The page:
I think the ratio of single men to single women in Chicago in my age demographic was, like, 10 to 1. So men definitely outnumbered us and there were lots of batting them off with sticks – which I should have enjoyed more while it was going on, since in NYC it’s the exact opposite.

    • sheila says:

      // whoever we were interested in would show up at the restaurant where Katie worked and hit on her. //

      hahahahaha It’s like a superpower.

      She kind of was magical. I can still see her face – she was very pretty, and vivacious and smart. She had “it.”

  7. Anne says:

    Yes, I did the lighting for the Anais Nin show. Katie was great, and I could totally see why so many people were into her. I still see her from time to time.

    The S. African dude was the friend of a friend, who stayed over at my apt. for some reason. He told me that he liked to “take women to places they don’t realize they want to go” and told me a large number of crazy stories, most of which seem to involve getting naked women to clean his apartment. I busily wrote them all down after fending off his attempt to spend the night in my room rather than the couch.

    • sheila says:

      Anne – holy crap here I am telling you about the Anais Nin show and you LIT IT. Anne!! I am sure we have made this discovery before, and my apologies.

      I wish I had seen it!!

      Those Northwestern kids were go-getters, man. Every single one of them graduated with a one-person show they had developed, that they could then shop around town. A very smart practical way to look at an acting career.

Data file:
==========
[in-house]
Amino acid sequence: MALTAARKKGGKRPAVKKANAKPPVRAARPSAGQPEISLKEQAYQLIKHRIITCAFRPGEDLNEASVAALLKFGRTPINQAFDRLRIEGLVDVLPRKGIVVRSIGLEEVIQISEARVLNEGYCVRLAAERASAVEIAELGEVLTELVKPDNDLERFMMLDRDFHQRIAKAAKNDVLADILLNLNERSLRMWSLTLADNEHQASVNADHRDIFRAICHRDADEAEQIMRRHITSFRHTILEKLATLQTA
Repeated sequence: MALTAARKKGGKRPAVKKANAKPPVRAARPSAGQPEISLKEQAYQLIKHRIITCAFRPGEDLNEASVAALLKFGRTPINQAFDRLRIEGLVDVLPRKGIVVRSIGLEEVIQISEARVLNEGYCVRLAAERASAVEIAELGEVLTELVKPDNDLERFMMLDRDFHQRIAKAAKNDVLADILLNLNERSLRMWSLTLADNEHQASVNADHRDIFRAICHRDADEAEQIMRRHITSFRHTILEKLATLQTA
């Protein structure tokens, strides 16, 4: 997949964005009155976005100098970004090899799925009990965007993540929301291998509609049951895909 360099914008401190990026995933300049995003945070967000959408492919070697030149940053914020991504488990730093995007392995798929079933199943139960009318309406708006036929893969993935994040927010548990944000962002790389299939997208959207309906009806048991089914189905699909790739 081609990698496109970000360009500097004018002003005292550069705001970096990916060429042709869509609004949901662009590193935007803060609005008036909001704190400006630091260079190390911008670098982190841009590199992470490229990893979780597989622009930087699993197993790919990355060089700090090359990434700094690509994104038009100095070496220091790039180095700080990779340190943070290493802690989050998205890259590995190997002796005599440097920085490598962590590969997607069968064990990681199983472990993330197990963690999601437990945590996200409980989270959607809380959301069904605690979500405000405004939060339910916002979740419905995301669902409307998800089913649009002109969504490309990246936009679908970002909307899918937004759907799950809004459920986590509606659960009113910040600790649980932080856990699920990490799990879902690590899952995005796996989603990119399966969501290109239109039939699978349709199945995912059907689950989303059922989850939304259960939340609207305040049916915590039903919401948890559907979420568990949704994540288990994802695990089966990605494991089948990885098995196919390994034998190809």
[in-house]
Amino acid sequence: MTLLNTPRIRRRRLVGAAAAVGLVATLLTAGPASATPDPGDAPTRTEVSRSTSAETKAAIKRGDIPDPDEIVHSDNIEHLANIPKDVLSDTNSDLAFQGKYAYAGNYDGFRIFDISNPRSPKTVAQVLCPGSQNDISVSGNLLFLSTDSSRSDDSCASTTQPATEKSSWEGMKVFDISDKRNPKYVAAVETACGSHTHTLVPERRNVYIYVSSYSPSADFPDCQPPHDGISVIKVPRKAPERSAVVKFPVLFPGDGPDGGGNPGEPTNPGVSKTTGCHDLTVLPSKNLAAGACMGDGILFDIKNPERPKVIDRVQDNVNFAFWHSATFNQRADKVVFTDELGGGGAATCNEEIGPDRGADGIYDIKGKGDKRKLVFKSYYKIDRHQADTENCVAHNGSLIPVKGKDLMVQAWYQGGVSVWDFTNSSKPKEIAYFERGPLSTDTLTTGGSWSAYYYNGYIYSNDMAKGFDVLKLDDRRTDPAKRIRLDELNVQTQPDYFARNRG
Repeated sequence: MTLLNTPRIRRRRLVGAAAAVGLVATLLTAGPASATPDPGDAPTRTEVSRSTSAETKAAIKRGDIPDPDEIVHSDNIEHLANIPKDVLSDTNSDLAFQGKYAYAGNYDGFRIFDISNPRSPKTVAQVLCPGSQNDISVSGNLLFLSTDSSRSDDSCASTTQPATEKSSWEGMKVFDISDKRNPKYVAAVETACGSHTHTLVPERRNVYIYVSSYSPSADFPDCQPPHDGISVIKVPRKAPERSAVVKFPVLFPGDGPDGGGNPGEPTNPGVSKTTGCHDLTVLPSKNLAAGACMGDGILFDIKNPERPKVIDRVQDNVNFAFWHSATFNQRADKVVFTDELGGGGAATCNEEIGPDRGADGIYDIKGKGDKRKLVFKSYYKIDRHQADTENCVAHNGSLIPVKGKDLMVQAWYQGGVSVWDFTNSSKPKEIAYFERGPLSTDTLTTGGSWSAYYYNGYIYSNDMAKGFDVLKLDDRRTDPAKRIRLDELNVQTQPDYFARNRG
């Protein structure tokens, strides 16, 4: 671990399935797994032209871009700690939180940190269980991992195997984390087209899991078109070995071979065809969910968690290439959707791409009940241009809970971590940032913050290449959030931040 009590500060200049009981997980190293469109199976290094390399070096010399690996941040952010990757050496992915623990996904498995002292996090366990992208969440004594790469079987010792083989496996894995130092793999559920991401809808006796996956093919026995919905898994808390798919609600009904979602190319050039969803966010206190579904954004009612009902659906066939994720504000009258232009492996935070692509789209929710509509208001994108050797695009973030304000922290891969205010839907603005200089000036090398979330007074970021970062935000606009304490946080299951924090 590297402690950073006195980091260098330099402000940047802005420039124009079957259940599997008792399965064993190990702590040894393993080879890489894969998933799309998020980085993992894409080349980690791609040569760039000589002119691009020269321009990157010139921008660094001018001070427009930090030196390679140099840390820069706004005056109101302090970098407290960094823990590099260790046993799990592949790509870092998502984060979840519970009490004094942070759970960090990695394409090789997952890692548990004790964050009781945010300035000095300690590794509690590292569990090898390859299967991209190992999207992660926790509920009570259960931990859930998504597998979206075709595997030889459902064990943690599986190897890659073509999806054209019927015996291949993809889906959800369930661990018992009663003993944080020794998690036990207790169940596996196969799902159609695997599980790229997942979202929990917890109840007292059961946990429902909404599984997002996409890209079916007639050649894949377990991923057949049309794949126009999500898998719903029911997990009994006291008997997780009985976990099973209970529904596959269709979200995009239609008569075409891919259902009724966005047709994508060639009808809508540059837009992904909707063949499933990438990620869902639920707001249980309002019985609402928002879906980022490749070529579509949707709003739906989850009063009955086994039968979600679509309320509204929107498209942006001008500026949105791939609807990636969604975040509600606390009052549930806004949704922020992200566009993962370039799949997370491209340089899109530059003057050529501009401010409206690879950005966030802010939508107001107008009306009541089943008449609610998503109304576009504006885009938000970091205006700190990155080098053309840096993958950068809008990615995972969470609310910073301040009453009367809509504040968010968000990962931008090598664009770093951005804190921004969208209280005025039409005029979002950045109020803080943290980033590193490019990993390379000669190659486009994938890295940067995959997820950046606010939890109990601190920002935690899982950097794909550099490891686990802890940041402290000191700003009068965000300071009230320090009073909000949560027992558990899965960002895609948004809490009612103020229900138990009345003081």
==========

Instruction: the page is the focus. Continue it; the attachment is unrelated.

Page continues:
In re: South African date rapist:

      That is absolutely horrifying.

      • sheila says:

        and I just remembered that the guy I was dating who introduced me to Katie Dawson was ALSO in love with Katie Dawson. He told me that point-blank. hahahaha

        I wasn’t serious about him so I was like, “Dude, I totally get it. She’s awesome.”

        What is she doing now?

        • sheila says:

          Katie Dawson probably will not remember me – we only met a couple of times and she was super-friendly (I had just moved there and it meant a lot to me) but tell her I said hi. :)

          • sheila says:

            I wonder if you know any of my other friends from Northwestern. These people are all still in my life, good friends:

            Derek Goldman
            George Brant
            Kate Fry
            Rachel Hamilton

            The Chicago theatre scene was swarming with talented driven Northwesterners!

        • sheila says:

          and did you ever go to Improv Olympic? 1993-94 was the heyday of the aforementioned “The Family,” believe it or not. They started up in 1992 – that was when I met my flame (I first saw him onstage and thought to myself, like a cavewoman: “You. Me. OMG into the bushes Now.” – which was delusional, because he was onstage and I was in the audience but then we met afterwards and he asked me for my phone number within 5 minutes – one of those weird moments when you get what you want in your weird little fantasy brain.)

          But their shows went strong for a couple of years before one by one they were scooped by SNL or moved to LA.

    • sheila says:

      // “take women to places they don’t realize they want to go” //

      Pal, that’s called pressure and coercion. Gross.